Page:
Rowan Caine is drafting a letter from jail to her lawyer, quite literally pleading her case of innocence. As a reader, we only know that Rowan is in jail for a crime she says she didn't commit and that a little girl is dead. As Rowan begins to detail her story from finding the ad for a nanny position to her first interview at Heatherbrae House, it is clear that everything isn't as it seems. While she loves the idea of being wrapped up in the luxury of this recently remodeled historic home and snapping up the lucrative live-in nanny position, all of the "smart" features in Heatherbrae House are a little unsettling. Is the job really too good to be true and why have all the previous nannies left so abruptly? To add to the unease, the children in Rowan's charge are not exactly welcoming her with open arms. It also becomes apparent that Rowan seems to be hiding something from her past as well. Rowan is soon left on her own with the girls, but it seems that someone or something is also not too happy to have Rowan at Heatherbrae House.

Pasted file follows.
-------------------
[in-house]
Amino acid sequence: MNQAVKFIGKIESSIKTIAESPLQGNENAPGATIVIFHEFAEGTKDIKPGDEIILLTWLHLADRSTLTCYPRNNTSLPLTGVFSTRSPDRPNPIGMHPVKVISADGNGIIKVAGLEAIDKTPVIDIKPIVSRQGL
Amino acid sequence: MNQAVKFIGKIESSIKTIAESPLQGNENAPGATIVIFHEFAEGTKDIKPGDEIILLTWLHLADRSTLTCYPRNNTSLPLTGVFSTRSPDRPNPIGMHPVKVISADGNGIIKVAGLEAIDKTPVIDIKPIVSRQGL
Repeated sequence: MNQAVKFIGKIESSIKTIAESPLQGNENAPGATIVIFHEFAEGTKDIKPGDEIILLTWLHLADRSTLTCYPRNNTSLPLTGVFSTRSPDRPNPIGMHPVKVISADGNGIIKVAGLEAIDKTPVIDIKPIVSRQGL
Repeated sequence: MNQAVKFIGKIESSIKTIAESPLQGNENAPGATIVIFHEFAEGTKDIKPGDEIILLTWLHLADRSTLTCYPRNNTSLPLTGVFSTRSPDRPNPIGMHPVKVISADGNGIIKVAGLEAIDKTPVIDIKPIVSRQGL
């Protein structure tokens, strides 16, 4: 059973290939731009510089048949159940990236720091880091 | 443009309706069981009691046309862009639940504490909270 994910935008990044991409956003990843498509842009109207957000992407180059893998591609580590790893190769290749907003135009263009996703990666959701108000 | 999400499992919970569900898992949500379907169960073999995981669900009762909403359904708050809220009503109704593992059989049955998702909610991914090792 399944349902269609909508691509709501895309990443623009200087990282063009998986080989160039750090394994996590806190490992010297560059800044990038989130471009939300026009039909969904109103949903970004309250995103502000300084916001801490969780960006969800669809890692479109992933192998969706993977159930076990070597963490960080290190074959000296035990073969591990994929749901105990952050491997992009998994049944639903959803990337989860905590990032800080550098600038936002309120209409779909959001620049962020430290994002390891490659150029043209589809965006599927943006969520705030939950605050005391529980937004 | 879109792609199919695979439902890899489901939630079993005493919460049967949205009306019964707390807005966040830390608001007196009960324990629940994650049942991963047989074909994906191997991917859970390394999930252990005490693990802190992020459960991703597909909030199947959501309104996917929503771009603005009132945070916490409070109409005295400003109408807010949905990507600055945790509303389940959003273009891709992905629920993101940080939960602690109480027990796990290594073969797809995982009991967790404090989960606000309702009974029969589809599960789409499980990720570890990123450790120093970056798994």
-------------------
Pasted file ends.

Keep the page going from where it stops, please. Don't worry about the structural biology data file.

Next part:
I truly couldn't read this book fast enough. The ending was somewhat ambiguous which normally leaves me dissatisfied, but in this case I felt it was spot on by leaving the reader to draw the lines to their own conclusion. I was reminded of Mary Roberts Rinehart's novels with the way this book weaved the intricate plot and suspense together. I will definitely be reading more Ruth Ware in my near future.
I received this book courtesy of the publisher through Edelweiss in exchange for an honest review.